Television audiences are familiar with the colourful subtitles which help thousands of viewers follow their favourite dramas, comedies and news programmes. However, not many are aware that this vital service has made its way to the stage. Deaf and hard of hearing audiences are able to enjoy the experience through live captions which stop plays being seen but not heard.
In captioned performance's the dialogue scrolls across a screen placed close to the stage, not only providing dialogue but also sound effects, song lyrics and musical moods. At the Octagon Theatre in Bolton the task of delivering subtitles for each production lies in the hands of captioner Claire McIntyre.
As part of Captioning Awareness Week, she is keen to make more people aware that enjoyment of the theatre does not have to end when hearing deteriorates. She said: "Captioning helps us reach out to much wider sections of the community and can a help a number of different spectators. "For those who are hard of hearing, or who can't hear it, means you don't have to stop coming to the theatre.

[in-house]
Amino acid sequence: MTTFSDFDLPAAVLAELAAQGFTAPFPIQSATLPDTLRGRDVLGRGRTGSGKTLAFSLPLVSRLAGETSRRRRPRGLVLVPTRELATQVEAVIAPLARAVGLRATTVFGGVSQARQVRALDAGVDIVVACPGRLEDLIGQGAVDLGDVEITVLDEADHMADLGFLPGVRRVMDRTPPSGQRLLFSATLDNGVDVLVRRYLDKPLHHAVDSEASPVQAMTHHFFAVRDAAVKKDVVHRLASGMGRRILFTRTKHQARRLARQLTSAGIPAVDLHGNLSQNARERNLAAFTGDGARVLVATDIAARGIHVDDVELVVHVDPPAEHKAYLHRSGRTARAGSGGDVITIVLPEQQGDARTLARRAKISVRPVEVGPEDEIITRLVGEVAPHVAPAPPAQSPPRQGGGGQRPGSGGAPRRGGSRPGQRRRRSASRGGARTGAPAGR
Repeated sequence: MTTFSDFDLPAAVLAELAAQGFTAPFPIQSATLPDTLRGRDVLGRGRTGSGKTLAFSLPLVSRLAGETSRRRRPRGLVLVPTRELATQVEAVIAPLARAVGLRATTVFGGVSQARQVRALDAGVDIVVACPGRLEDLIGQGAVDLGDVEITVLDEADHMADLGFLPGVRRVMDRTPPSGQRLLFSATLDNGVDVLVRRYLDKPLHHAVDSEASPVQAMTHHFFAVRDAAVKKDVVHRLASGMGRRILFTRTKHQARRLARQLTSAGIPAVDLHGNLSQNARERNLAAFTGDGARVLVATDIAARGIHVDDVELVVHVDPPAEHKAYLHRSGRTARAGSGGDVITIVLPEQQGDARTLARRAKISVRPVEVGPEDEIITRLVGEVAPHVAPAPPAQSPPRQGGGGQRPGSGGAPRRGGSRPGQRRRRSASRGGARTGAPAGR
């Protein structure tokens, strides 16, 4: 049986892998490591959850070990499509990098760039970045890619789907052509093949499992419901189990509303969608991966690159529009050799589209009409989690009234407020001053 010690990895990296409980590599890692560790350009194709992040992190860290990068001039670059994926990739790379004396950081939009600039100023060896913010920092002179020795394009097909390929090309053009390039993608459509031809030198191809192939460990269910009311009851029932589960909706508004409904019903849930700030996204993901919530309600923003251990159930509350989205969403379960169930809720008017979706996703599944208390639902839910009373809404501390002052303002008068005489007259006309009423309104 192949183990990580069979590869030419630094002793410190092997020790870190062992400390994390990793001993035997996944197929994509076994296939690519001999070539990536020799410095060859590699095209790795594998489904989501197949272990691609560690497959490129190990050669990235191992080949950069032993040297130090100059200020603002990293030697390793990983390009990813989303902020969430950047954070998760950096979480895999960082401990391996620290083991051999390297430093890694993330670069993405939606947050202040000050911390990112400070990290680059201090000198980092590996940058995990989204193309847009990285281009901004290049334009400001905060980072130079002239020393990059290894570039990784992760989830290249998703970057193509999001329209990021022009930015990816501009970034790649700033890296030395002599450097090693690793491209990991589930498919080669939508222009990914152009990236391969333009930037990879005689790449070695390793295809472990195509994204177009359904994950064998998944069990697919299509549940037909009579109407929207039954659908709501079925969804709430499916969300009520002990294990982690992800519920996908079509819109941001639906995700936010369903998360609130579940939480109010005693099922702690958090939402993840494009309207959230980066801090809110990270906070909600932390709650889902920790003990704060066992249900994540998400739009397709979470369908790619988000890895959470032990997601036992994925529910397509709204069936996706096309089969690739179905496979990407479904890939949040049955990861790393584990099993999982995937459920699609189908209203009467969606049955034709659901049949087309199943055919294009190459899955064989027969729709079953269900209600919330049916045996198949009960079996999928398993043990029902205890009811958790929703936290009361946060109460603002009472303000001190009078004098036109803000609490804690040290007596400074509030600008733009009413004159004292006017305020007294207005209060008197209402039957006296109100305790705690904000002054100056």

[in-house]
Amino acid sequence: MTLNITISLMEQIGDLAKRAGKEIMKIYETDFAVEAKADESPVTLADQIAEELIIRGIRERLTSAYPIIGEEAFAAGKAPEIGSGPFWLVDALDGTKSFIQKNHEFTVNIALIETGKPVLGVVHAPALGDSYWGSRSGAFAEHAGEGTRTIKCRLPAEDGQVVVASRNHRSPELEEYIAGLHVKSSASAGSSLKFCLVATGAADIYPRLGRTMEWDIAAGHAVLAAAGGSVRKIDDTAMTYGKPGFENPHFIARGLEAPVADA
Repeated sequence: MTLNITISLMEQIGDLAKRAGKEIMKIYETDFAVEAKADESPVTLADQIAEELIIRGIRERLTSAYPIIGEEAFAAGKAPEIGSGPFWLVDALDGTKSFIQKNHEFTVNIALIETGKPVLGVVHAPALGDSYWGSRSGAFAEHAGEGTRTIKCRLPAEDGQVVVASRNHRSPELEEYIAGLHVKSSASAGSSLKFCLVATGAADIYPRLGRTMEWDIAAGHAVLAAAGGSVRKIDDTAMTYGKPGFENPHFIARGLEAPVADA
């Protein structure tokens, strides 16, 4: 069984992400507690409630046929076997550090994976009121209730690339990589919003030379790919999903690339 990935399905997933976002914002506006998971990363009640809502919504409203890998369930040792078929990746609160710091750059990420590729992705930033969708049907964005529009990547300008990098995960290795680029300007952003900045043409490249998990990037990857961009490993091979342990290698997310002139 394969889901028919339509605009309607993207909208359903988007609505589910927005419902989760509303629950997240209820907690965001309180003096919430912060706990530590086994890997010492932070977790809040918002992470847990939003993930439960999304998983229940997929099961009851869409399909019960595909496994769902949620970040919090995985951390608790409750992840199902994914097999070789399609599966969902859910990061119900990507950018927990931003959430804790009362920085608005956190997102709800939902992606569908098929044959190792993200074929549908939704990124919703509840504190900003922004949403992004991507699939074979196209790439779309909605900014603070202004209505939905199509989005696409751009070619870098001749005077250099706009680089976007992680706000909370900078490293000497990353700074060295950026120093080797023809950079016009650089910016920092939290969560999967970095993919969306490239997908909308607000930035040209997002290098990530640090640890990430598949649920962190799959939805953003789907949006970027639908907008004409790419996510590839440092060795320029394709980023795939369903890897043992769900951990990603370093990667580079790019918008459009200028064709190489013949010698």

"There are sign language performances but only a very small percentage of people use sign language. Not all the audience are deaf from birth, but it happened in later life so they have not had time to learn signing. For them captions and text are really helpful.
"It also has a wider reach in the Octagon because the theatre's 'in the round' setting means the actors' backs are sometimes turn on the audience, so those who get help through lip reading miss out." To be able to provide captions for just one production Miss McIntyre writes up the lines from the rehearsal script into the theatre's captioning software, StageText.
She will also watch the production two to three times in order to get to grips with how the cast read lines, including the length of pauses. But it is not just scripted lines, as labels have to be made for the music by its mood and genre, such as 'haunting music', or sound effects, such as 'telephone rings'.